“From 1969 to 2019, the average annual cost of a four-year public school has soared 3,009 percent.” – Andrew DePietro, Yahoo Finance, 2019.

Academia promotes the idea of upward class mobility by way of a college degree, but its ability to provide said mobility has decreased substantially since its inception.

The reality is higher-education cannot guarantee upward socioeconomic mobility because the cost to attend has resulted in 1 trillion dollars of debt.

The government has continuously supported decades of tuition increases without investing in an effective public education system. Currently, the American public K through 12 system graduates remedial students, who often struggle in college. Sadly, many students drop out without a degree and are quickly faced with repayment options, which forces some borrowers to default.

Providing equal access to quality learning institutions is a low standard for a consolidated democracy. Government was hardly asked to fix public education overnight. It’s been 40 years and the same people are singing the same tune.

Higher education has increased in cost but is has not necessarily increased in value.

“In 1979-80, tuition and fees at the UC were $2,200 in 2018 dollars, adjusted for inflation.Today’s students pay more than six times that amount, $14,400 for resident undergraduates. Between 1979 and 2019, tuition and fees at the CSU rose by $6,800 in inflation-adjusted dollars (a 1,360% increase). During the same period, food and housing-related expenses increased by 40%.”

Source: Amy Rose 2019, California Budget & Policy Center

Over the years, and as a result of globalization, the demand for higher education increased. In response to the demand, higher education became less and less affordable. In truth, the cost of tuition increased for several reasons.

For example, although more people began enrolling in college, at the same time state and federal governments decreased their education subsidies, but most importantly — higher education institutions (private and public) were legally allowed to pass costs onto students.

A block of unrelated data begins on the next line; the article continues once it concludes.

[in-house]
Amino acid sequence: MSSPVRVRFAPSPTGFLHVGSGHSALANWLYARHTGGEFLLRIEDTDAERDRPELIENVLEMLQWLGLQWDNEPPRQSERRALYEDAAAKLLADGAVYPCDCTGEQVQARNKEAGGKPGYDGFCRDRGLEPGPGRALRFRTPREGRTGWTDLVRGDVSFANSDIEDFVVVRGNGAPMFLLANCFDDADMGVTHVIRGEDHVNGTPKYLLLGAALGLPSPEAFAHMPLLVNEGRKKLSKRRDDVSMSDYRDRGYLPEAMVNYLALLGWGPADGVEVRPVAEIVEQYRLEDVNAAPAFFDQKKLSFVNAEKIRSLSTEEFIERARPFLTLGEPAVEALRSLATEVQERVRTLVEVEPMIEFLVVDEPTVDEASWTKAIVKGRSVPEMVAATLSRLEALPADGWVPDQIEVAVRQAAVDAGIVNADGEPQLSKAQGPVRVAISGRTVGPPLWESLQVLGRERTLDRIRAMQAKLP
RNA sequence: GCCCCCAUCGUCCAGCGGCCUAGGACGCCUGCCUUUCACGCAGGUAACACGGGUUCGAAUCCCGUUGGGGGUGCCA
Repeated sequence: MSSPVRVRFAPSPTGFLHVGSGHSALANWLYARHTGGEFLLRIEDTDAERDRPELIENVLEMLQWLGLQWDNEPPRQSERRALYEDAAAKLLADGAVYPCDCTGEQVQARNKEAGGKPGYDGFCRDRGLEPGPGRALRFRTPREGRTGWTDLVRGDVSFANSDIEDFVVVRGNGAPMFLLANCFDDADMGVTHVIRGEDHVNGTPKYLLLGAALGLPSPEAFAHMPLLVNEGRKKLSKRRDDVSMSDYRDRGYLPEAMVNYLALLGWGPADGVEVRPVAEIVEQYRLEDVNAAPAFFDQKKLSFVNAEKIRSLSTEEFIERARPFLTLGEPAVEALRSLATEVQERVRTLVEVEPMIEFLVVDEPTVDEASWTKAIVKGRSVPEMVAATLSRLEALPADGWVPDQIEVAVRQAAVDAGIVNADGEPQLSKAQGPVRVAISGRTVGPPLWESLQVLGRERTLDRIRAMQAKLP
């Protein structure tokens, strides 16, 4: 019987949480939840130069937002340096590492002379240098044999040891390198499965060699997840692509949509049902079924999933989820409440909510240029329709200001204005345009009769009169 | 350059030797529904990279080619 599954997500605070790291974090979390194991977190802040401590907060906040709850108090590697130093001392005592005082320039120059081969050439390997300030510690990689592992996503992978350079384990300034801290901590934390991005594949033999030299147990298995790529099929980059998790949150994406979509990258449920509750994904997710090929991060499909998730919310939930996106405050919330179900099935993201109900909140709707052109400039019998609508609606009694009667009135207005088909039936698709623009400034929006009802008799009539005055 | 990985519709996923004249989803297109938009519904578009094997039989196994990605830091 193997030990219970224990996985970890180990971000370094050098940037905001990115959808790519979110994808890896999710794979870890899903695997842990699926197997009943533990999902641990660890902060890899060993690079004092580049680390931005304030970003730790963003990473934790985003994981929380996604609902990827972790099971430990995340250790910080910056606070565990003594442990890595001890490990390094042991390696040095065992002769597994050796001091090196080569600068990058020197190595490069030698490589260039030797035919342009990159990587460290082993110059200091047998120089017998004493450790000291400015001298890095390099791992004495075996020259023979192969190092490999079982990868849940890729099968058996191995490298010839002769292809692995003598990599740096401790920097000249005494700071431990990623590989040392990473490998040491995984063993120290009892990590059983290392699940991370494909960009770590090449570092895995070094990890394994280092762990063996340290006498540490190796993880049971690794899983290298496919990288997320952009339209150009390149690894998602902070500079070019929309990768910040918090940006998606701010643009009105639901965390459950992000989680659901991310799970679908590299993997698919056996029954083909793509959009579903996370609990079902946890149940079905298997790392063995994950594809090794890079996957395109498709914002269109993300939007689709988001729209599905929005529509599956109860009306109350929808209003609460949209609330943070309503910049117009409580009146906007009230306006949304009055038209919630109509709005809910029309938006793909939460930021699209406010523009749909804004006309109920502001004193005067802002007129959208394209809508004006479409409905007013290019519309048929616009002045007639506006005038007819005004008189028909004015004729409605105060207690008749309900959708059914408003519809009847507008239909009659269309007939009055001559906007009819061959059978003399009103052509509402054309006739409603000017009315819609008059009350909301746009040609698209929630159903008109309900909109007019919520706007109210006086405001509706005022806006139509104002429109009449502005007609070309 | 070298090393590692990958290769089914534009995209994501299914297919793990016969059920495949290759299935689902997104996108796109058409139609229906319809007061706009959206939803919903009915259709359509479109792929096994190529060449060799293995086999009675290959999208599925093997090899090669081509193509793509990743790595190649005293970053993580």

Education and research institutions typically claim tuition increases facilitate their ability to provide a public good, which is mostly a nod to the IRS and their nonprofit tax-exempt status.  Nonetheless, many people wonder how these institutions rectify spending millions of dollars on lobbyists while a significant percentage of their students are food and housing insecure.

One wonders how exactly these institutions are providing public higher-education as a publicgood if most students are paying market-rate tuition and covering all of their own expenses.

Public universities are no longer the accessible entities they were created to be. In fact, many of them resemble private institutions, which is a far cry from the beacon of democracy they were meant to be; contrary to popular thought, education is no longer the great equalizer.

What’s more alarming is the fact that the U.S. Department of Education allowed tuition costs to sky rocket, as high-interest rate student-loans soared, while fully understanding citizens are, on average, financially illiterate.

The market devoured an entire generation’s earnings before they even gained employment, and when they finally entered the job market, the employment landscape was not the one baby boomers had promised.

Education is to millennials what property was to baby boomers — it’s our asset.

Most federal funds derive from taxation dollars — that which is funded through fiscal policy.  Therefore, when students borrow federal funds for college, they are borrowing taxation funds, which are then repaid with interest or a second tax on the original taxed dollars.

Essentially, the student offers their financial future as collateral to secure an education, but their investment doesn’t become an asset until they’ve repaid their student loans, which is becoming nearly impossible for many people.

Adding insult to injury is the fact that most student loan borrowers can’t declare bankruptcy on student debt. There are a handful of exceptions, but most people are stuck with two choices: pay or default.

It’s time for the federal government to write-off all accumulated federal student loan interest, and reimburse all interest paid towards all federal student loans.

Homeowners are allowed to write-off some of their paid property tax and all of their paid mortgage interest on an annual basis.

On the other hand, student loan borrowers may only “deduct the lesser of $2,500 or the amount of interest you actually paid during the year.”
Paid federal student-loan interest is analogous to paid property tax and paid mortgage interest. We said what we said.

How would you rewrite the student loan deduction? Share your policy proposals with us!